When Mark Lipton started researching executive leadership effectiveness decades ago, he came upon an alarming trend: A large number of the founding entrepreneurs he read about had a distinct, unfortunate personality trait — meanness. Many of us have heard stories about cold-hearted behavior of leaders such as Steve Jobs or Henry Ford, but Lipton, an adviser to major corporations, start-ups, government agencies, and not-for-profits, feels that the aggression in leaders — in particular, male leaders — goes beyond a handful of examples.
“As practiced in the United States, entrepreneurship or entrepreneurial leadership is all about standing alone. It requires aggressiveness and innovativeness in the face of possible failure,” Lipton writes in his new book Mean Men: The Perversion of America’s Self-Made Man. “It adheres to the assumption that standout personal achievement is valued over the success of a group, with a vision and leadership seen as virtues of the individual. Especially as Americans, we like to see ourselves as born mavericks and innovators never satisfied to live with the status quo.”
Many businessmen, according to Lipton, have “entrepreneurial personality traits,” including a need for achievement, drive, a predisposition to take risks, and a need for control. According to his research, testosterone only amplifies these traits. “What’s more, evidence links testosterone with antisocial behaviors like violence and aggression, as well as less socially toxic behaviors such as assertiveness and fearlessness,” Lipton writes.
Lipton believes that meanness has been normalized in American culture in recent years, with a number of polls in recent years finding that Americans feel authentic leadership is in the decline. “Mean destroys community and divides organizations and social groups,” Lipton writes. “[Mean leaders’] behavior is appalling, and it’s wrong. But more than that, I know it doesn’t have to be this way. Contrary to the popular wisdom, mean doesn’t ‘get results,’ and it doesn’t ‘work.’ In fact, a growing body of compelling research shows just the opposite. It is the leaders who support and empower people, act with authentic leadership, and inspire trust who get the best results in the long term.”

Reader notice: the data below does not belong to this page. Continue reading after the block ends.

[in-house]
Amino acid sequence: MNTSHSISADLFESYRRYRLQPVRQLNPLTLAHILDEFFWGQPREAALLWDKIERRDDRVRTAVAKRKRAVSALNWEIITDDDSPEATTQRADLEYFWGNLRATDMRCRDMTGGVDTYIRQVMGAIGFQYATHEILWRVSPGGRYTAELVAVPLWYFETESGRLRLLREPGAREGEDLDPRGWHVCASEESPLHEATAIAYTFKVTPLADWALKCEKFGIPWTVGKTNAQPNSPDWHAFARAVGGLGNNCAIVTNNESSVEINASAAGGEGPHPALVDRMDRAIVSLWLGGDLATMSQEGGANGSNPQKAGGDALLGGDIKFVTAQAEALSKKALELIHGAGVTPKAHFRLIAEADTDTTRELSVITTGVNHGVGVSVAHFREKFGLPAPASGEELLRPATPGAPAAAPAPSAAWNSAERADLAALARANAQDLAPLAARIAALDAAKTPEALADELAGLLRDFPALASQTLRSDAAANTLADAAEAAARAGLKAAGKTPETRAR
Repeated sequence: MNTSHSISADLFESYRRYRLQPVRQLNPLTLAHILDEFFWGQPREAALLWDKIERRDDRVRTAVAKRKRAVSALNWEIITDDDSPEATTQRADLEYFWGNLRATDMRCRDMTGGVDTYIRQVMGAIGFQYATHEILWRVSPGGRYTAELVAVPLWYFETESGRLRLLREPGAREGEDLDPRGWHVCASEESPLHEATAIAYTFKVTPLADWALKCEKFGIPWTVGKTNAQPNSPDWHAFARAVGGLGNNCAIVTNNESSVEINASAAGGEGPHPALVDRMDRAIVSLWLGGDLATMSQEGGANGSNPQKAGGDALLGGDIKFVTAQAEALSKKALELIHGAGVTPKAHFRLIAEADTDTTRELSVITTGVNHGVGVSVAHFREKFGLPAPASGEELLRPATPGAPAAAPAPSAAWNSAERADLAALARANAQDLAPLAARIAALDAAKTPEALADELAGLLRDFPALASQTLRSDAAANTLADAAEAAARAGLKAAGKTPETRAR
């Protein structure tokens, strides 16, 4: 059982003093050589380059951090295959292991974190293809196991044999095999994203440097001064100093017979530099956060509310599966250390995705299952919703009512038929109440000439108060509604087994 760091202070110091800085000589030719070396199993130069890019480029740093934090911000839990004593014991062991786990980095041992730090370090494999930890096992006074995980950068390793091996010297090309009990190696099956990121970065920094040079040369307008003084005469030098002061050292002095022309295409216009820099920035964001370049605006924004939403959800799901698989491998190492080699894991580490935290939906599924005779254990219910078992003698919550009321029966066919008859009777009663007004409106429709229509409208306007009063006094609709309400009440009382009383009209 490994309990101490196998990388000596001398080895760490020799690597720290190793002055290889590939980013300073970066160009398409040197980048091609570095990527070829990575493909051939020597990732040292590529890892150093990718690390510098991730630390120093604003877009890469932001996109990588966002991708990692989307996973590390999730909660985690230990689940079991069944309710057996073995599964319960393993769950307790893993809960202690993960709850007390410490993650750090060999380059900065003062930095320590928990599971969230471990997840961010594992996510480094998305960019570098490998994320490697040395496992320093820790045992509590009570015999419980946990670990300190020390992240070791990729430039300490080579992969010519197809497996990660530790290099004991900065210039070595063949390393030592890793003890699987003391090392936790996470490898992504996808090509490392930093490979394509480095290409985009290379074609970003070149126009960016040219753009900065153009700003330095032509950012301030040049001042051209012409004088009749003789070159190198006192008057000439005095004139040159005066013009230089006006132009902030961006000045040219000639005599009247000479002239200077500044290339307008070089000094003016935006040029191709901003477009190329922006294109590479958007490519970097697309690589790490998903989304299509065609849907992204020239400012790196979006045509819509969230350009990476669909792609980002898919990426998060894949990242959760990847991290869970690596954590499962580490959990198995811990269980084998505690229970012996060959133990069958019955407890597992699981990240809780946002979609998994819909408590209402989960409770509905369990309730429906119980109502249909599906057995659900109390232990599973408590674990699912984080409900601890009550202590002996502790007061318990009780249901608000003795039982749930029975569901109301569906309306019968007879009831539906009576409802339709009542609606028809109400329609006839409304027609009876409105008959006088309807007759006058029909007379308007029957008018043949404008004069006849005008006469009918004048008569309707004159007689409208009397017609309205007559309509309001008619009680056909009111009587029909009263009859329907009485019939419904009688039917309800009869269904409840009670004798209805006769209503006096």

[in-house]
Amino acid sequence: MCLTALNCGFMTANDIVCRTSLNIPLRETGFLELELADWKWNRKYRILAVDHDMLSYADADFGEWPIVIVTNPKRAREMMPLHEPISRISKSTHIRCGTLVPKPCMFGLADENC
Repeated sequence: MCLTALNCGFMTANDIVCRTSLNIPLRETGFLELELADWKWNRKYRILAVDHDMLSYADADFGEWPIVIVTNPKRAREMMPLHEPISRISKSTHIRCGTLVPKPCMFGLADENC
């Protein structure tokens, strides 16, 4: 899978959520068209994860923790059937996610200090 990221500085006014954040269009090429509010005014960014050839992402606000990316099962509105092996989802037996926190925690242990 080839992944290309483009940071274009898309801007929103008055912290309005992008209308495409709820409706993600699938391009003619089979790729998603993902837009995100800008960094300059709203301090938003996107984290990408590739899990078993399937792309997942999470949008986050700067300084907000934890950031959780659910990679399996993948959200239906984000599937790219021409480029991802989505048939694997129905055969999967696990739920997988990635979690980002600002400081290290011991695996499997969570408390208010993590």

So how does a leader avoid meanness and achieve authenticity? Here are Lipton’s ideas of such a person, also known as a civil leader:
1. Authentic leaders place more emphasis on values than on mission. “By explicitly stating their values and getting others to sign on, they make it easier for themselves and their group to ensure everything they do aligns — on the field, in the halls of Congress, or in the boardroom,” Lipton writes.
2. Authentic leaders reward collaboration, not just competition. “By forging connections and building trust in their teams,” Lipton says, “they build a culture that leverages the individual gifts of the group.”
3. Authentic leaders share power. “By giving their constituents greater autonomy and supporting their individual growth, leaders reap the collective rewards,” Lipton writes.
4. Authentic leaders give recognition. “Civil leaders are quick to reward and highlight innovation, excellence, and demonstrated commitment,” Lipton says.
5. Authentic leaders celebrate their community. “It’s not just results that matter,” Lipton writes, “but the environment that engenders them.”